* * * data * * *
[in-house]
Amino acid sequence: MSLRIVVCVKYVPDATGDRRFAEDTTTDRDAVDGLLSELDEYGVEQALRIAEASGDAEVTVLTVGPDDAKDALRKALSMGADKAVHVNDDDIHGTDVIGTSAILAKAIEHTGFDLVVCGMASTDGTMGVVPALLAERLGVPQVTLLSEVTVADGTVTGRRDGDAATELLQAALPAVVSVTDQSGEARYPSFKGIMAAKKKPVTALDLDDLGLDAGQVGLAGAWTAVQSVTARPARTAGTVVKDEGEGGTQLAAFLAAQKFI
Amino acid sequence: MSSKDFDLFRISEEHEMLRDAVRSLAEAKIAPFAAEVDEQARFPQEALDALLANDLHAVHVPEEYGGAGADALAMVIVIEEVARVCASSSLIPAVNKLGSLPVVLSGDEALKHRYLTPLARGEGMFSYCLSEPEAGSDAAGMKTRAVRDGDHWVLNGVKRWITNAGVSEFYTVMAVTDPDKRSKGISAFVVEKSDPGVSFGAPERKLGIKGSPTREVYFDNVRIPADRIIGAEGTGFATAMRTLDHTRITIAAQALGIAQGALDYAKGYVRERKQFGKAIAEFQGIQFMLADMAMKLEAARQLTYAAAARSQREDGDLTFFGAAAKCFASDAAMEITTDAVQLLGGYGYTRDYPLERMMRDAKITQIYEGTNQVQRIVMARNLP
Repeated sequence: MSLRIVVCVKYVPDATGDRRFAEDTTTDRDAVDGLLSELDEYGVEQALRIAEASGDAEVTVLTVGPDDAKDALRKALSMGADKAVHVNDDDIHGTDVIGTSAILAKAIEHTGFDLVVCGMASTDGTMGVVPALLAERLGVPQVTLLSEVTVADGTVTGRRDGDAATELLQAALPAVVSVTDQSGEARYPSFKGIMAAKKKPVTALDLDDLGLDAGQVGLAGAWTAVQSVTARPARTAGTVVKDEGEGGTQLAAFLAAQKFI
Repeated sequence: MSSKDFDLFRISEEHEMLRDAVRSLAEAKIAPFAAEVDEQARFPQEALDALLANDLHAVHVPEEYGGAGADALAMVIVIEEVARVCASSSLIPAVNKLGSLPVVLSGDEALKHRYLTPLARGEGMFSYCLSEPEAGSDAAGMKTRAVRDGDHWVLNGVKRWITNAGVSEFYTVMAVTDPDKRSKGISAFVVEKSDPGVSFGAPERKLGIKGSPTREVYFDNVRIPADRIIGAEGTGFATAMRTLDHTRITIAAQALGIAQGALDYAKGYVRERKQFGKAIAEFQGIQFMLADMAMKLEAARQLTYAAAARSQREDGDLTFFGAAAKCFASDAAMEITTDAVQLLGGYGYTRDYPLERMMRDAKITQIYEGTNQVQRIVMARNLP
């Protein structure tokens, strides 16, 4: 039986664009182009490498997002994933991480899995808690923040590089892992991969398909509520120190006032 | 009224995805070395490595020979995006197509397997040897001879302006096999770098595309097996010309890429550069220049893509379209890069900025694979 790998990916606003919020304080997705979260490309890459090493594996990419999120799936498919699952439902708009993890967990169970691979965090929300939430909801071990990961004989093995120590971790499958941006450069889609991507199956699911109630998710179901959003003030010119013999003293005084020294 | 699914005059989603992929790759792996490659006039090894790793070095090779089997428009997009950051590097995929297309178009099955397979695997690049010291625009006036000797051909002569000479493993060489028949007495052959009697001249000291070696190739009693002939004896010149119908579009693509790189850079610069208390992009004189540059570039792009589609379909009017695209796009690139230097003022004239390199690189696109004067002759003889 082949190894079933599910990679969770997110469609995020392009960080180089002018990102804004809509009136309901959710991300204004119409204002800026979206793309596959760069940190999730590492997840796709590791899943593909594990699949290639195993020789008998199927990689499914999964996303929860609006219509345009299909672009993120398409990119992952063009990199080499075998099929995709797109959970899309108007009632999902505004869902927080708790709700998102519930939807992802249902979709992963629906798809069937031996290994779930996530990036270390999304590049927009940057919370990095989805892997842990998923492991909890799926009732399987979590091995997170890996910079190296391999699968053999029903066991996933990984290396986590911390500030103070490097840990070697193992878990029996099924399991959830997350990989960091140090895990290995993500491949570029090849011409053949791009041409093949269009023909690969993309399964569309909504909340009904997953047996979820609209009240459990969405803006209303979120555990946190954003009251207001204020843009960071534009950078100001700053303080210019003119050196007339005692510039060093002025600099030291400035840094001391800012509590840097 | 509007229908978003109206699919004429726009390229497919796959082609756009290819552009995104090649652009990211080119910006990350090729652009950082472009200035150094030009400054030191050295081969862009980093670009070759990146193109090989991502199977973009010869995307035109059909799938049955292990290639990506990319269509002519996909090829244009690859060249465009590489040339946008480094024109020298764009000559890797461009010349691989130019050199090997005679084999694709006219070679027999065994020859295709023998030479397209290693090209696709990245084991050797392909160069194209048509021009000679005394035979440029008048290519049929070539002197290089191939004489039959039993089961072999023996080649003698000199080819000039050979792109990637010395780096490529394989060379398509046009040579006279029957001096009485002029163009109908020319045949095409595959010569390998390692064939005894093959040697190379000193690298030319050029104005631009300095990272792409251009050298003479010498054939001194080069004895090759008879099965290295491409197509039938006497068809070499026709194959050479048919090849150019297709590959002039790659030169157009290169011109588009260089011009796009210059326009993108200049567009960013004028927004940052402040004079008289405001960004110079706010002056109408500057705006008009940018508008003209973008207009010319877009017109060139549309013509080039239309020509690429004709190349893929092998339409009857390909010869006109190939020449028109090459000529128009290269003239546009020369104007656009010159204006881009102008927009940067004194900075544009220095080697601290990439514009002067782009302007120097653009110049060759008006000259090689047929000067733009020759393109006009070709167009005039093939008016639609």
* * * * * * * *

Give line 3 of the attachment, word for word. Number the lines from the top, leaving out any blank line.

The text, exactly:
Amino acid sequence: MSSKDFDLFRISEEHEMLRDAVRSLAEAKIAPFAAEVDEQARFPQEALDALLANDLHAVHVPEEYGGAGADALAMVIVIEEVARVCASSSLIPAVNKLGSLPVVLSGDEALKHRYLTPLARGEGMFSYCLSEPEAGSDAAGMKTRAVRDGDHWVLNGVKRWITNAGVSEFYTVMAVTDPDKRSKGISAFVVEKSDPGVSFGAPERKLGIKGSPTREVYFDNVRIPADRIIGAEGTGFATAMRTLDHTRITIAAQALGIAQGALDYAKGYVRERKQFGKAIAEFQGIQFMLADMAMKLEAARQLTYAAAARSQREDGDLTFFGAAAKCFASDAAMEITTDAVQLLGGYGYTRDYPLERMMRDAKITQIYEGTNQVQRIVMARNLP